The next morning Lilly’s big steer had gone through the hot-wire out into the driveway, but luckily we’d left the lane gate shut and he couldn’t go very far. We put him back into the holding pen with his 2 buddies, and fixed the hot-wire.

Michael and Nick went deer hunting last week, and Nick (age 15) shot his first deer. It was the first time he’d ever been hunting, so he was very happy with this accomplishment.

We dewormed the horses, since it’s late enough in the season (with cold weather during the past month) that there will definitely not be any more bot flies. This deworming will rid them of bots for the winter, as well as killing any of their other internal parasites.

On Tuesday evening Rishira’s big steer (Sher Kahn) was lame and lying down by himself in a corner of the pen. I made him get up and noticed that his right hind foot was sore; he didn’t want to put any weight on it. We decided to treat him for foot rot the next morning. By morning however, he was not only lame, but also very dull and not eating, and staggery when we brought him around to the pen by the barn to put him into the headcatcher.

We gave him antibiotics, and a shot of Banamine to ease his pain and fever, and left him there in the pen by himself with hay and water. By mid morning he was chewing his cud, and by noon was picking at the hay, feeling better after the shot of Banamine. By the next morning (Thursday) he was dull again and not eating or drinking, and very constipated, so we gave him more Banamine, and force-fed him several gallons of water (with electrolyte salts), a quart of mineral oil, and some molasses to give him energy. This helped him a lot. Friday morning he was up and eating again, and passing more manure.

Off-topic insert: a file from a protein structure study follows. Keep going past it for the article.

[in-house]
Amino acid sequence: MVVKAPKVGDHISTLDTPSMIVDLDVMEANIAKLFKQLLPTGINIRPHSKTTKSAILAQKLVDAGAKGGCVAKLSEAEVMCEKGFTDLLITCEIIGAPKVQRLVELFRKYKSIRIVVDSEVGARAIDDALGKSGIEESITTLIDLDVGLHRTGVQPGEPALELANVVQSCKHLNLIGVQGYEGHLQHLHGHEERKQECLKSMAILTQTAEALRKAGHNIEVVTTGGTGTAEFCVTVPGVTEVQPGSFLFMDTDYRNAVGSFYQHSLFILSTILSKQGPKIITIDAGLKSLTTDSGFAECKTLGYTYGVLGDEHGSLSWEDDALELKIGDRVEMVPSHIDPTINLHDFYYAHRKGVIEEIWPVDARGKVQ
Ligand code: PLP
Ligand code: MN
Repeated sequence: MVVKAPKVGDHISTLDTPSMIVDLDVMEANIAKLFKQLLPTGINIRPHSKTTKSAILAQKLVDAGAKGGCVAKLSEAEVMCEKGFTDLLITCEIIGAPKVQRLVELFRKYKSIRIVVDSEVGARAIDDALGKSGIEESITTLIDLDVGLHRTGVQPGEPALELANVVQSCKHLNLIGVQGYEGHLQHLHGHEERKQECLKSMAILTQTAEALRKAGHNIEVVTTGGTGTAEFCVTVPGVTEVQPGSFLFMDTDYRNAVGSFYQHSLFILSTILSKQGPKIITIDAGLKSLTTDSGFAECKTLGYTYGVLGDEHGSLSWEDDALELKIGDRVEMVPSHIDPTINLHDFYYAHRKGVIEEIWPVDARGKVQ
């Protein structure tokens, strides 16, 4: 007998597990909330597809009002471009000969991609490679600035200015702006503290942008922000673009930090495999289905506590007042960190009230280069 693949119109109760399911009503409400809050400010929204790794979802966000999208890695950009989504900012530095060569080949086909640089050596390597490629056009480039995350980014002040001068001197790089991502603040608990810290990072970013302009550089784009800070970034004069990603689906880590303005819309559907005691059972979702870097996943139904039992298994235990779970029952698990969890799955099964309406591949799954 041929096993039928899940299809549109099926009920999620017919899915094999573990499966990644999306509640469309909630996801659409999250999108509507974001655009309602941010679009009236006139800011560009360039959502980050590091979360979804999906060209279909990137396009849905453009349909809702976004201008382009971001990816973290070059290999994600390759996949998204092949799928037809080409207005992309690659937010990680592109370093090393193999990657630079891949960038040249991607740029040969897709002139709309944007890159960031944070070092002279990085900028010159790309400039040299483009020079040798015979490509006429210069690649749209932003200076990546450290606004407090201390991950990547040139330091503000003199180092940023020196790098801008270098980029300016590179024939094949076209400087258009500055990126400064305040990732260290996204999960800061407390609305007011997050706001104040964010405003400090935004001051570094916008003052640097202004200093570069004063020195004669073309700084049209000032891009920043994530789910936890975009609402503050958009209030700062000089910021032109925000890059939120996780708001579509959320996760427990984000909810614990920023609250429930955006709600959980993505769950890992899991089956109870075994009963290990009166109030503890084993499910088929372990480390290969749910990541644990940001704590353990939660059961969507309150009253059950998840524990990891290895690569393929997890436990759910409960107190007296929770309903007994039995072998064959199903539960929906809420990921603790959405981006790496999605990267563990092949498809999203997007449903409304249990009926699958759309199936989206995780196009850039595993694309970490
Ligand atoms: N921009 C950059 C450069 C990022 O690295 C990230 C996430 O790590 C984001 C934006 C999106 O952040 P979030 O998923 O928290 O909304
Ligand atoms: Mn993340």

That evening the weather got worse, so we opened the barn doors to one of the stall aisles, so the sick steer could go in there to get out of the rain. We had rain for two days and he spent most of his time in the barn. On Saturday we gave him another round of antibiotics, and he seems to be back to normal now. We put him back out with his two buddies, and moved them all to my horse pasture where there’s more grass.

Michael and Carolyn found their last missing pair from the range; that cow and calf had gone to the neighboring range, to Mulkey Creek, sometime this summer and showed up with the neighbor’s cows. This week they worked some more of their cattle and hauled their 40 pregnant heifers up to the Gooch fields.

NOVEMBER 16

Andrea’s youngest girl, Danielle, had her 4th birthday this month, and we had a little party for her at Andrea’s house downtown.